US-GCC Riyadh Summit

April 25, 2016

Western media reported that upon arrival in Riyadh on April 20, 2016 for the US-GCC summit President Obama was greeted at the airport by the governor of Riyadh, Prince Faisal bin Bandar Al Saud and the event was not broadcast live on Saudi TV, as is routine with visiting heads of state, quickly generating talk of a “snub” because King Salman personally welcomed the GCC leaders personally on the tarmac.

The previous US-GCC summit was held at Camp David on May 14, 2015. And only four days before the summit Saudi Arabia announced that King Salman would not attend the meeting. This triggered the first round of speculation about a “snub”. The situation was further complicated with the news that only Kuwait and Qatar will attend the summit at head-of-state level. And, this is exactly what happened. UAE President Khalifa bin Zayed Al Nahyan, Sultan Qaboos of Oman and King Hamad bin Isa Al Khalifa of Bahrain chose to stay away for different reasons. Nonetheless, on September 4, 2015, King Salman arrived at Andrews Airbase for a bilateral visit to the US. He was greeted there by Secretary of State John Kerry.

“Protocol Courtesy Handbook” issued by the Office of the US Office of the Chief of Protocol says, “A State Department Protocol Officer is present at the airport ONLY when a current Chief of State or Head of Government arrives in Washington, DC, at Washington Dulles International Airport, Ronald Reagan National Airport, Joint Based Andrews Airport or Union Train Station.” So, it would be fair to say that the Obama administration, by having Secretary Kerry at Andrews, did its very best to show the King that he was a special guest. Since the Governor of Riyadh isn’t exactly a match for the Secretary of State, it was clear that the Saudis were determined to show their displeasure with President Obama’s policies and the views he had expressed regarding US’ Middle East partners, particularly Saudi Arabia in a series of interviews.

In Middle Eastern culture, protocol and appearances are considered important and seen as a channel for passing messages. Leaders attach importance to who meets them upon their arrival; where they are going to be accommodated as guests; who gets invited to the state banquet to be given in their honor; how long the meetings with their hosts would last. So much so that sometimes, with a bit of exaggeration, substance becomes a secondary issue. In reality, substance is everything and protocol just a façade provided its basic rules are observed.

President Obama’s reluctance to militarily intervene in Syria to topple Assad has been a disappointment for Middle East’s Sunni leaders. (It may be worth remembering in this connection that the late King Abdullah whom President Bush hosted in his ranch in Texas in April 2005 as a very special guest had denounced US invasion of Iraq as “an illegal occupation”.) His striking the nuclear deal with Iran has caused further discontent. And, what he has said in various interviews appears to have added insult to injury.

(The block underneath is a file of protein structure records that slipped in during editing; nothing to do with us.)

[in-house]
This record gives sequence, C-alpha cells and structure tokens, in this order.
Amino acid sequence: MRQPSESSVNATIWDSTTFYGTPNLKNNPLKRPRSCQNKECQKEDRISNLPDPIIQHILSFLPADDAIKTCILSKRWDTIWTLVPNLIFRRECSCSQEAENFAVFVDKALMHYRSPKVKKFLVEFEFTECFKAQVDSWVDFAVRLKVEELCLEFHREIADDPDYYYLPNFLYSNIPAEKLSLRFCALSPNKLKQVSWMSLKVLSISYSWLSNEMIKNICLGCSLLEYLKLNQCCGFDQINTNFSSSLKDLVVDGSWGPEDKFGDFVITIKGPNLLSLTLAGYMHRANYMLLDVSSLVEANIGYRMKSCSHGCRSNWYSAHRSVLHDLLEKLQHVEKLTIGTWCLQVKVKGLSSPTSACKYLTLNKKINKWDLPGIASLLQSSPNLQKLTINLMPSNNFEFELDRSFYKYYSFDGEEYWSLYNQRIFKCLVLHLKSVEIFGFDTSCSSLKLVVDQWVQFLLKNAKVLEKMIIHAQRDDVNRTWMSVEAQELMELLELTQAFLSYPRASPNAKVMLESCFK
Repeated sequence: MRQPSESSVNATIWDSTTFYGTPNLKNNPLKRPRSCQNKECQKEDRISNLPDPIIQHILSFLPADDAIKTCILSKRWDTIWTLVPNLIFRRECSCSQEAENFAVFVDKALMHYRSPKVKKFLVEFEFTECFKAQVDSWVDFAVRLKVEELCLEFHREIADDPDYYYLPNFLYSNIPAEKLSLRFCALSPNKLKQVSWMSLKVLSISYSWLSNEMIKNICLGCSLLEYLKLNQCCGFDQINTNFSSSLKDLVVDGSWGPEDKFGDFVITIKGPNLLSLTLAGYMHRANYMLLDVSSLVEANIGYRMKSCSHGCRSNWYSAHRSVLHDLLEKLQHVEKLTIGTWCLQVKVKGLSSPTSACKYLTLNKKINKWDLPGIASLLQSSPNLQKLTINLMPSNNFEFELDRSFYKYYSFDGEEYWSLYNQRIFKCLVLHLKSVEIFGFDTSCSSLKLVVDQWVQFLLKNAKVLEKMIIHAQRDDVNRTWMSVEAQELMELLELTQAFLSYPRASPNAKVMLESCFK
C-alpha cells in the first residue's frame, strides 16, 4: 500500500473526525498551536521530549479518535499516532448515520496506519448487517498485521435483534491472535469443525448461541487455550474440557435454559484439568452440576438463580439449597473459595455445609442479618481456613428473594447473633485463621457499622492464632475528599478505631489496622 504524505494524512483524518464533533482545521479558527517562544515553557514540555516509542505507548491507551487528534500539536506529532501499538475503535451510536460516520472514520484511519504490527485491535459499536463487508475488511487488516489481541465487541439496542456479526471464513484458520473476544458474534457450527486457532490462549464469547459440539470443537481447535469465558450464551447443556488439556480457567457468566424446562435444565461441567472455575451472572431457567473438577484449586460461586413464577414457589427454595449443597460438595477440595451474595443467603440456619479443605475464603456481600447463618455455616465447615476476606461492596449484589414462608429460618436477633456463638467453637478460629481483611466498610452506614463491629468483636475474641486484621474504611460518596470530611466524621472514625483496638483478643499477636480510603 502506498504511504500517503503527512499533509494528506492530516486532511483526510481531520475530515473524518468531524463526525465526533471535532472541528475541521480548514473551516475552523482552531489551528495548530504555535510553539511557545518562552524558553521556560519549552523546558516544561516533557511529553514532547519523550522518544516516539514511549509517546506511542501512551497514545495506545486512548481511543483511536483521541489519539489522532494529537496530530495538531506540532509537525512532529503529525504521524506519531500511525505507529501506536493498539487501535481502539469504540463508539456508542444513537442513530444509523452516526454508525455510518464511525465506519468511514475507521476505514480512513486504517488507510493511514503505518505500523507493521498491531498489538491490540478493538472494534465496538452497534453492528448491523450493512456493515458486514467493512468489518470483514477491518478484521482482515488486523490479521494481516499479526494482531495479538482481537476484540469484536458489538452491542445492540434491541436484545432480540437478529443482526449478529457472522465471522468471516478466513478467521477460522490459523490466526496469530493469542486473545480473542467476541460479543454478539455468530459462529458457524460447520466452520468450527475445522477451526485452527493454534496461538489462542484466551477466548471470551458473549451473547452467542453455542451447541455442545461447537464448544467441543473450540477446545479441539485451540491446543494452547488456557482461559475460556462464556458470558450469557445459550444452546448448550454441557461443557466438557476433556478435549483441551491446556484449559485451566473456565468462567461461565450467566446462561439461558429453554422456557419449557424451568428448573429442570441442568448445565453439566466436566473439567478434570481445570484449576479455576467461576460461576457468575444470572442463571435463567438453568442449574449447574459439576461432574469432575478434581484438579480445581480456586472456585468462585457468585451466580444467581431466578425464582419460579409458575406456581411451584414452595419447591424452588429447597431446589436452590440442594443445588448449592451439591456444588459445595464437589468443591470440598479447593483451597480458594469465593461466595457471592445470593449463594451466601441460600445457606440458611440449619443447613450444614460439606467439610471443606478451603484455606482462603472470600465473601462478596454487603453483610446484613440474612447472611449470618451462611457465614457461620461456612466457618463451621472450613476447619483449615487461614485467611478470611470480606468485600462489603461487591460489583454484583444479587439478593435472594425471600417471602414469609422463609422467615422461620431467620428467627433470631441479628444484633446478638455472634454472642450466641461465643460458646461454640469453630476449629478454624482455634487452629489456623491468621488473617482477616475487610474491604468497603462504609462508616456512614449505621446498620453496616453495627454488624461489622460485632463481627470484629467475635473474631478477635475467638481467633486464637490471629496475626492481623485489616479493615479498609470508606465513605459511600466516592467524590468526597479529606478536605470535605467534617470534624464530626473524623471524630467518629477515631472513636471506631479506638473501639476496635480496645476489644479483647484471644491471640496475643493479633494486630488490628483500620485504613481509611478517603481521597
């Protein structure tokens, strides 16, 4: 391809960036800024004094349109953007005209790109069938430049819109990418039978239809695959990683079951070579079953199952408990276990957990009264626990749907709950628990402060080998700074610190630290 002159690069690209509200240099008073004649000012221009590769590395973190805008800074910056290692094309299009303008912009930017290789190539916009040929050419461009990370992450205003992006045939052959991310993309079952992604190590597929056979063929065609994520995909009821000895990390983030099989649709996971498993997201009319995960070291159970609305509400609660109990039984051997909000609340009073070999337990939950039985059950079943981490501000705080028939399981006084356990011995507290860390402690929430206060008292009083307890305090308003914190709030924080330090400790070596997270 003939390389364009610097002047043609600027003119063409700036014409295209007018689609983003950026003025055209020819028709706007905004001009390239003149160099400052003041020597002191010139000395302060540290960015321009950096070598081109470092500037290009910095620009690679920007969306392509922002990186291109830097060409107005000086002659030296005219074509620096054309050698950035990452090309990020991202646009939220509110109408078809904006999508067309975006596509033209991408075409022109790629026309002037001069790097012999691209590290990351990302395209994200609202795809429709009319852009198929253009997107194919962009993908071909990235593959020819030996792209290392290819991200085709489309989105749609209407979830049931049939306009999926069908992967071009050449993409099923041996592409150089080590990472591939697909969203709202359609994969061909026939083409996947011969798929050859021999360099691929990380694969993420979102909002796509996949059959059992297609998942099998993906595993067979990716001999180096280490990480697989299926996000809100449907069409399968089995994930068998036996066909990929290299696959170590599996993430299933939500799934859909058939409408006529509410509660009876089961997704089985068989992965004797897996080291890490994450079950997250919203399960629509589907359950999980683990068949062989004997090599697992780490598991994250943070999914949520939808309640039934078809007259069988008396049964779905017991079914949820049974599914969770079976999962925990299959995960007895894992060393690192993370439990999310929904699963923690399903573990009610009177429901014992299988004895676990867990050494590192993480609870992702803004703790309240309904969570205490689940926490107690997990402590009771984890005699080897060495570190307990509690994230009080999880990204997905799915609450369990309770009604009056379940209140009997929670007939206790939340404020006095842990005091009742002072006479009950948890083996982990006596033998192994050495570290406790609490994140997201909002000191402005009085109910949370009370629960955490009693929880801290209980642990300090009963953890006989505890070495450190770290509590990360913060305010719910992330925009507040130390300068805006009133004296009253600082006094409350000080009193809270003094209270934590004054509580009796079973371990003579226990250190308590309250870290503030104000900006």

In April 2015 President Obama gave an interview to Thomas L. Friedman of the New York Times. While reiterating US commitment to support America’s Arab friends against external aggression he also said: “The biggest threats that they face may not be coming from Iran invading. It’s going to be from dissatisfaction inside their own countries. Now disentangling that from real terrorist activity inside their country, how we sort that out, how we engage in the counterterrorism cooperation that’s been so important to our own security — without automatically legitimizing or validating whatever repressive tactics they may employ — I think that’s a tough conversation to have, but it’s one that we have to have.”

Exactly a year later President Obama told Jeffrey Goldberg, in an interview published in the Atlantic magazine that “free riders” aggravate him. According to Mr. Goldberg, in a meeting with Malcolm Turnbull, the Prime Minister of Australia, Obama described how he has watched Indonesia gradually move from a relaxed, syncretistic Islam to a more fundamentalist, unforgiving interpretation; large numbers of Indonesian women, he observed, have adopted the hijab. And, when Turnbull asked why was this happening, he responded by saying that the Saudis and other Gulf Arabs have funneled money, and large numbers of imams and teachers, into the country; that in the 1990s, the Saudis heavily funded Wahhabist madrassas, seminaries that teach the fundamentalist version of Islam favored by the Saudi ruling family. “Today, Islam in Indonesia is much more Arab in orientation than it was when he lived there,” he said. And when Turnbull asked if the Saudis weren’t America’s friends, Obama responded by saying “it’s complicated…”

“At one point I observed” Jeffrey Goldberg said in his article, “that President Obama is less likely than previous presidents to axiomatically side with Saudi Arabia in its dispute with its archrival, Iran. The President he thought didn’t disagree. While the President was against throwing Washington’s traditional allies—the Saudis—overboard in favor of Iran, he did not want a commitment to support them in dealing with Iran to lead to situations where the US had to come in and use her military power to settle scores. He thought this would neither be in the interest of the United States nor of the Middle East.